Greece needs to make some payments in April. For a corporation like Apple, cash in these amounts would be a rounding error on the balance sheet. For the country of Greece, it’s becoming an insurmountable obstacle. That’s how broke Greece is.
No more than €462 million is due the IMF on April 9. A few days later, €1.4 billion in T-bills come due, and in a few more days, another €1 billion in T-bills. Then on May 1, Greece needs to pay the IMF €202 million in interest. In total, Greece has to scrape together a little over €3 billion this month.
But it won’t be able to make even that first payment to the IMF. Not unless it skips paying salaries and social security. To make both payments, it needs new money from the Eurozone “institutions,” as the Troika is now called – that is, from taxpayers in other countries.
But that deal is hung up after the Syriza government has done everything in its power to alienate and confuse even its most ardent supporters in the Eurozone.
Complicating the issue is that it’s the IMF that’s first in line. If Greece fails to pay the IMF on April 9, it would have a one-month grace period. Then the IMF’s executive board would declare Greece to be in default. No developed country has ever dared to default on debt owed the IMF. And things might get hairy very quickly.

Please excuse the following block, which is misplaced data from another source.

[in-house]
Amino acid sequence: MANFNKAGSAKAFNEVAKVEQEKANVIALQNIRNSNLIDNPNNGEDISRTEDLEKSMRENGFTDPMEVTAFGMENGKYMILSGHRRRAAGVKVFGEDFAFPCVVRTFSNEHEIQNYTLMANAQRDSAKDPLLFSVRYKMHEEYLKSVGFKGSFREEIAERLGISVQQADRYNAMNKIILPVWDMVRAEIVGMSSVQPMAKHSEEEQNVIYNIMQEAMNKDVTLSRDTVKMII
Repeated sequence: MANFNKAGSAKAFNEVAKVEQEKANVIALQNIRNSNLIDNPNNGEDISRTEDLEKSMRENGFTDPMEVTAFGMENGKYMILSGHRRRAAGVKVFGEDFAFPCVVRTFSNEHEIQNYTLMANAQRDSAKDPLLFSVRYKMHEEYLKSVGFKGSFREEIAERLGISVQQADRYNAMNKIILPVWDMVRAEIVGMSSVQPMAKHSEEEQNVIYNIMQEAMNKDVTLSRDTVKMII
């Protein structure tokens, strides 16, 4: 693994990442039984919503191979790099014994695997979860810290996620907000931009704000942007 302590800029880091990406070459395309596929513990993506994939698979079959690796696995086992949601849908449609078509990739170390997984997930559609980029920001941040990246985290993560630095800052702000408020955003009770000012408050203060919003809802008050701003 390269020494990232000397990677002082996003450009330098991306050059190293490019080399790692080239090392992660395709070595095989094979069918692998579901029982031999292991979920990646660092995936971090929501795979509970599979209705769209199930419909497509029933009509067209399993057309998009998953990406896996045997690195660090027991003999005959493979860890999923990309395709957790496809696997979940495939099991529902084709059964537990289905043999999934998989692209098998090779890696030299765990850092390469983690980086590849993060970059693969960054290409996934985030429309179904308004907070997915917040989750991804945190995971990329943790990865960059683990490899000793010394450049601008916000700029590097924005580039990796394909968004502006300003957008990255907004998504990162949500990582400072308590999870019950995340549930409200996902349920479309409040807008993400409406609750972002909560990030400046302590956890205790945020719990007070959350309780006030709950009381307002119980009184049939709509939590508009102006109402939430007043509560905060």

That default on IMF debt would constitute an event of default for the European bailout fund, the EFSF, which under the provisions could cancel its loan facilities and declare the principal amounts due immediately, according to Bank of America. This would then cascade out from there into a massive default.
So Greece is preparing for the next step apparently. That’s what “sources close to the ruling Syriza party” told the Telegraph. And this leak too could be part of the game the government has been playing to stiff its creditors out of even more money.
“We are a left-wing government,” an unnamed senior official told the Telegraph. “If we have to choose between a default to the IMF or a default to our own people, it is a no-brainer.” In other words, those salary and social security payments will be made one way or the other.
“We may have to go into a silent arrears process with the IMF,” the source said. “This will cause a furor in the markets and means that the clock will start to tick much faster.”
That elegant phrase – “cause a furor in the markets” – I’ll get back to it in a minute.
“They want to put us through the ritual of humiliation and force us into sequestration,” the source said. “They are trying to put us in a position where we either have to default to our own people or sign up to a deal that is politically toxic for us. If that is their objective, they will have to do it without us.”
“We will shut down the banks and nationalize them, and then issue IOUs if we have to, and we all know what this means,” the source said.
What this means is that the government is now preparing plans to revive the drachma and. It’s preparing to exit the Eurozone.
“What we will not do is become a protectorate of the EU,” the source said.